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Publication numberUS4024755 A
Publication typeGrant
Application numberUS 05/694,797
Publication dateMay 24, 1977
Filing dateJun 10, 1976
Priority dateJun 13, 1975
Also published asCA1040463A, CA1040463A1, DE2626312A1
Publication number05694797, 694797, US 4024755 A, US 4024755A, US-A-4024755, US4024755 A, US4024755A
InventorsAndre Quehen
Original AssigneeSecim
Export CitationBiBTeX, EndNote, RefMan
External Links: USPTO, USPTO Assignment, Espacenet
Deflector roll for measuring and checking the flatness of sheet metal stretched in motion
US 4024755 A
Abstract
A deflector roll for measuring and checking the flatness of sheet metal under tension and as it passes round the roll comprises a non rotatable inner portion carrying axially spaced radial stress detectors in axially spaced measurement zones spaced by neutral zones, and a continuous rotatable outer envelope to be contacted by the sheet and to transmit the radial stresses to the detecting devices, the envelope having an axially variable flexibility such that it is less flexible in those portions which cover the measurement zones than in those portions which cover the neutral zones.
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Claims(14)
What is claimed is:
1. A deflector roll for measuring and checking the flatness of sheet metal stretched in motion, said roll comprising:
a non rotatable inner portion providing axially spaced measuring zones spaced by neutral zones;
a plurality of devices for detecting radial stresses exerted by the sheet during its passage over said roll, said devices being mounted on said inner portion in said measuring zones;
an outer portion to be contacted by the sheet and capable of transmitting radial stresses executed by the sheet to said measuring devices, said outer portion being formed by a one piece envelope having a continuous outer surface and a flexibility which varies in said axial direction such that the zones of said outer portion which cover said measuring zones of said inner portion have a flexibility under radial forces which is less than the flexibility of the zones of said outer portion which cover said neutral zones of said inner portion; and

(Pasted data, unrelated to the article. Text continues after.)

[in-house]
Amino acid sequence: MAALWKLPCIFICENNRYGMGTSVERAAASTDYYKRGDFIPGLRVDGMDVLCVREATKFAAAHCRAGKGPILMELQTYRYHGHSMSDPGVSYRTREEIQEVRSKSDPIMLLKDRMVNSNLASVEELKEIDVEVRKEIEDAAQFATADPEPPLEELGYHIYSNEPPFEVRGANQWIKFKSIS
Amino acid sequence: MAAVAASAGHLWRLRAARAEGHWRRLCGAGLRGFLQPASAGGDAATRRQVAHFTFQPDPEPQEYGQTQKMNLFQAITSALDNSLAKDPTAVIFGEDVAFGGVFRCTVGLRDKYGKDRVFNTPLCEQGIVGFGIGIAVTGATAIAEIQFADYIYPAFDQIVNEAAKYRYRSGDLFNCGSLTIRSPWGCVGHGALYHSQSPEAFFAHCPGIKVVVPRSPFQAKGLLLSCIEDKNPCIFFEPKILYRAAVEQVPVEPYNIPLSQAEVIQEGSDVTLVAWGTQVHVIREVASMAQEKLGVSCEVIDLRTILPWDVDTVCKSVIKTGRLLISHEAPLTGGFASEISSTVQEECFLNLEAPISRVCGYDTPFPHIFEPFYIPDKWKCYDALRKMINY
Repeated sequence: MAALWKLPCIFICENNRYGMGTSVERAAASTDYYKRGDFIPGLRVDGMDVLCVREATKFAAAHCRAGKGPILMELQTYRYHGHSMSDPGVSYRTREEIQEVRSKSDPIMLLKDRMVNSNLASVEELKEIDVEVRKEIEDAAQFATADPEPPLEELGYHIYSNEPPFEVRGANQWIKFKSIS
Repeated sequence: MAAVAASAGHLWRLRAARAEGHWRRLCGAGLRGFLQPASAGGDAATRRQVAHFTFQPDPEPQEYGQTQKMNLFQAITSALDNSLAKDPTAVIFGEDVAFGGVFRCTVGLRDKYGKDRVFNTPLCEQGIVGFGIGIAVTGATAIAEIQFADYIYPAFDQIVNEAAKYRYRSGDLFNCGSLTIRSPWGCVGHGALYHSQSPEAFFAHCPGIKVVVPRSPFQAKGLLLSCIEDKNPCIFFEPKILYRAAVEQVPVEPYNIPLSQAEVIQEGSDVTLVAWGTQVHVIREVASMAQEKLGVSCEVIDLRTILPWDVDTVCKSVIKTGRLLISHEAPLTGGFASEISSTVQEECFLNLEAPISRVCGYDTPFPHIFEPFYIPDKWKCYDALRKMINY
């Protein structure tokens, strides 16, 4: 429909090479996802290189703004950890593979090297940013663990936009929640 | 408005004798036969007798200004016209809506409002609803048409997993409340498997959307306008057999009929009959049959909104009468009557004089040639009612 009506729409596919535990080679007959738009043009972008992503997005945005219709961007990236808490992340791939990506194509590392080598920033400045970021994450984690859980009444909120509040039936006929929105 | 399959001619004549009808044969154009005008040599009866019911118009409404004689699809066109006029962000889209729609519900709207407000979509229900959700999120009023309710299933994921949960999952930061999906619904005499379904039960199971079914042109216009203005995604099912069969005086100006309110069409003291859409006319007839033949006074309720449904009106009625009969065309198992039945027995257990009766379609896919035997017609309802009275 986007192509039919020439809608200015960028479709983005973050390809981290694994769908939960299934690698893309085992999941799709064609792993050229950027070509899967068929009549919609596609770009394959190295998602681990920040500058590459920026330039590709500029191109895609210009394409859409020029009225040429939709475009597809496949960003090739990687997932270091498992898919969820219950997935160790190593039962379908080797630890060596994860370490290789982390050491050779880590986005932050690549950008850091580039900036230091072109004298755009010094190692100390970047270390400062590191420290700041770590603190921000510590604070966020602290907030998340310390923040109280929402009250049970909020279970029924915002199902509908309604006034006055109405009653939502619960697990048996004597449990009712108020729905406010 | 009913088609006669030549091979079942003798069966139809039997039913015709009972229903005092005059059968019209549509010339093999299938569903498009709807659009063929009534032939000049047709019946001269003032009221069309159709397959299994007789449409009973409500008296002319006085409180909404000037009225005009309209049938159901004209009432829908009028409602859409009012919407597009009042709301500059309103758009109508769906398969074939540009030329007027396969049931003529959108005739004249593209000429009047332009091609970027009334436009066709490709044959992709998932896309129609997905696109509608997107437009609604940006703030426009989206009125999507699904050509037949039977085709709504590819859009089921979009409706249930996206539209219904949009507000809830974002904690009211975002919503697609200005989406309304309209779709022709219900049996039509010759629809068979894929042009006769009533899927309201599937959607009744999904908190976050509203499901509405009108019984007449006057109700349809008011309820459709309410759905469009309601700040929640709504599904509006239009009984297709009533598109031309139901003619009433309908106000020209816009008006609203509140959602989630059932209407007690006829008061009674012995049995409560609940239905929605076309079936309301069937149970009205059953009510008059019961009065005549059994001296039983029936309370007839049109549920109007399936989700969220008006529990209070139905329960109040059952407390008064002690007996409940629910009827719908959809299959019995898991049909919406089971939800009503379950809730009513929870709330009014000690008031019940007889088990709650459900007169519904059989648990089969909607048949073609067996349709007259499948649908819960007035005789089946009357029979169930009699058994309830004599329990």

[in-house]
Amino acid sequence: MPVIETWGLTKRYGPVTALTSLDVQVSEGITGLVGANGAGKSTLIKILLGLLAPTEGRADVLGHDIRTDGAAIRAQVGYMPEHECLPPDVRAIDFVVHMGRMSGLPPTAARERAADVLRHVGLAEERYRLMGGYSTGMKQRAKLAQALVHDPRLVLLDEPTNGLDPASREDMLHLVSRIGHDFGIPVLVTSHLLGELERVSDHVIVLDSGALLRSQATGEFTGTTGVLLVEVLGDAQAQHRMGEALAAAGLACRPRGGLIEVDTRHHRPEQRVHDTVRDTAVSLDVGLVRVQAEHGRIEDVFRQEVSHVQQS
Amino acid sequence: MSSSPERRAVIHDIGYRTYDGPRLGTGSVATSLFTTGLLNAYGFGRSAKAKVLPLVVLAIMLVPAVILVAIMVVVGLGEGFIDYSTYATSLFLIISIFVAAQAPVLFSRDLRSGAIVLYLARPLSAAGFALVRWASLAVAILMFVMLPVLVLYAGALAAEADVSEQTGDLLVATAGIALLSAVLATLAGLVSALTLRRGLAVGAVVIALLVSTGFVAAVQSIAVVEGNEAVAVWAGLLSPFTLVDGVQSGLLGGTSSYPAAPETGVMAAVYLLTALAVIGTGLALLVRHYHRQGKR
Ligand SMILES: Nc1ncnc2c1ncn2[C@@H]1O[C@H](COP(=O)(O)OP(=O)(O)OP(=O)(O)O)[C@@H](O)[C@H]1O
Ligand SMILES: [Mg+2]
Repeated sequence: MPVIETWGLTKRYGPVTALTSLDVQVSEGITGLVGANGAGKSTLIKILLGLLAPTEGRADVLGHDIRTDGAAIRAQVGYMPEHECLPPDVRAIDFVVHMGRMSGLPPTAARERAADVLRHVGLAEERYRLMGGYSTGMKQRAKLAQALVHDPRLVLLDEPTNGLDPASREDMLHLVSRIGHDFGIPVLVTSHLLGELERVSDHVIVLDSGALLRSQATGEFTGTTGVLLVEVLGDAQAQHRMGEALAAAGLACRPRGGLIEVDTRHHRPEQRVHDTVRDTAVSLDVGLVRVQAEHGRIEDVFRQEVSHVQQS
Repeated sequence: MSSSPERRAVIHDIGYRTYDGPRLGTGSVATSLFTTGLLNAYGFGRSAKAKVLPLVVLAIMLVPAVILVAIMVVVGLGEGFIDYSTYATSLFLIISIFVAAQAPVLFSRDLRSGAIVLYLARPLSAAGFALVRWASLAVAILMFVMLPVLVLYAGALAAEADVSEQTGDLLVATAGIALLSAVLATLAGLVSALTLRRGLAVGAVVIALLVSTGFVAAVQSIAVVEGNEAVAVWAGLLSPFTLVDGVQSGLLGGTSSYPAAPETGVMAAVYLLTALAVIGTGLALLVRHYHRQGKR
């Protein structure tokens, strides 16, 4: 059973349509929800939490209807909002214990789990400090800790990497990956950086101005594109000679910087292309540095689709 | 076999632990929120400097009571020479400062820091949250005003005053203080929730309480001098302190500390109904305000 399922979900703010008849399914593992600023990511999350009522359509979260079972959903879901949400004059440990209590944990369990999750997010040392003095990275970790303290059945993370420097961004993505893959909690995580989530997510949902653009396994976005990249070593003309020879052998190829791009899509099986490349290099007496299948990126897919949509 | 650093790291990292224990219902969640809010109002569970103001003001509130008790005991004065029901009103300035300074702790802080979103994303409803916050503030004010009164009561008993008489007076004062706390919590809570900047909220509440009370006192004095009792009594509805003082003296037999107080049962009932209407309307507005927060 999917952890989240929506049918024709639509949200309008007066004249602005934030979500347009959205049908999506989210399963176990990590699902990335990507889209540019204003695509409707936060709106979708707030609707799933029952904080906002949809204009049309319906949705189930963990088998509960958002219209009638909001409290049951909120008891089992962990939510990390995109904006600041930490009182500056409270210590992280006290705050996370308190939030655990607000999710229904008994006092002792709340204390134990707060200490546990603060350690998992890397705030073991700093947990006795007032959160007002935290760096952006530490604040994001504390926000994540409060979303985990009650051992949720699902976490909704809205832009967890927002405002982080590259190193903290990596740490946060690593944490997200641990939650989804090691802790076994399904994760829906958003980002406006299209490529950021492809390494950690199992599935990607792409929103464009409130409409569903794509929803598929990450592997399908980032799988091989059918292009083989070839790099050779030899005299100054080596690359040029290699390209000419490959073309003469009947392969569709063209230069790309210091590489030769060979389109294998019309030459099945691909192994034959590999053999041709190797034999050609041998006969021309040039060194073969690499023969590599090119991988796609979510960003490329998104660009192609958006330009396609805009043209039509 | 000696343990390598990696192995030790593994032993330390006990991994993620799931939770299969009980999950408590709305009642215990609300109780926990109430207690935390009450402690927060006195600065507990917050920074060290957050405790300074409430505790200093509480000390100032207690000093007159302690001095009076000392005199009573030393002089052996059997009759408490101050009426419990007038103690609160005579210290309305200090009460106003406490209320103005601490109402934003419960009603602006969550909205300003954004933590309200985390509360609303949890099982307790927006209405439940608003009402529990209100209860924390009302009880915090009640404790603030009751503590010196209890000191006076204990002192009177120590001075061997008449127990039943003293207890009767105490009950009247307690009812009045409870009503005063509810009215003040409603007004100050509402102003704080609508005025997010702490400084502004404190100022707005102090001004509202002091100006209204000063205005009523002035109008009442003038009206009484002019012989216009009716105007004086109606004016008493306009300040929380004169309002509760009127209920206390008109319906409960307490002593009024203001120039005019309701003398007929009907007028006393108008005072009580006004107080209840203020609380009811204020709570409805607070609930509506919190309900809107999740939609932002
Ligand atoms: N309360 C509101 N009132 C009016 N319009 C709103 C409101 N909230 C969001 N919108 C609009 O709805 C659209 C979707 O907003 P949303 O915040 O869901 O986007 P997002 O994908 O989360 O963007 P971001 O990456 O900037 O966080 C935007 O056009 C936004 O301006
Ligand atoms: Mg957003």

means mounting said outer portion on said inner portion for rotation relative thereto.
2. A deflector roll as claimed in claim 1, wherein said inner portion comprises a central main shaft and a plurality of rings extending about the periphery of said central shaft, the inner surfaces of which are in contact with the outer surface of said central shaft over only a portion of the surface, said rings being spaced from one another in the axial direction and being in contact by their inner surfaces in a portion where their inner surfaces are not in contact with said central shaft with said detecting device.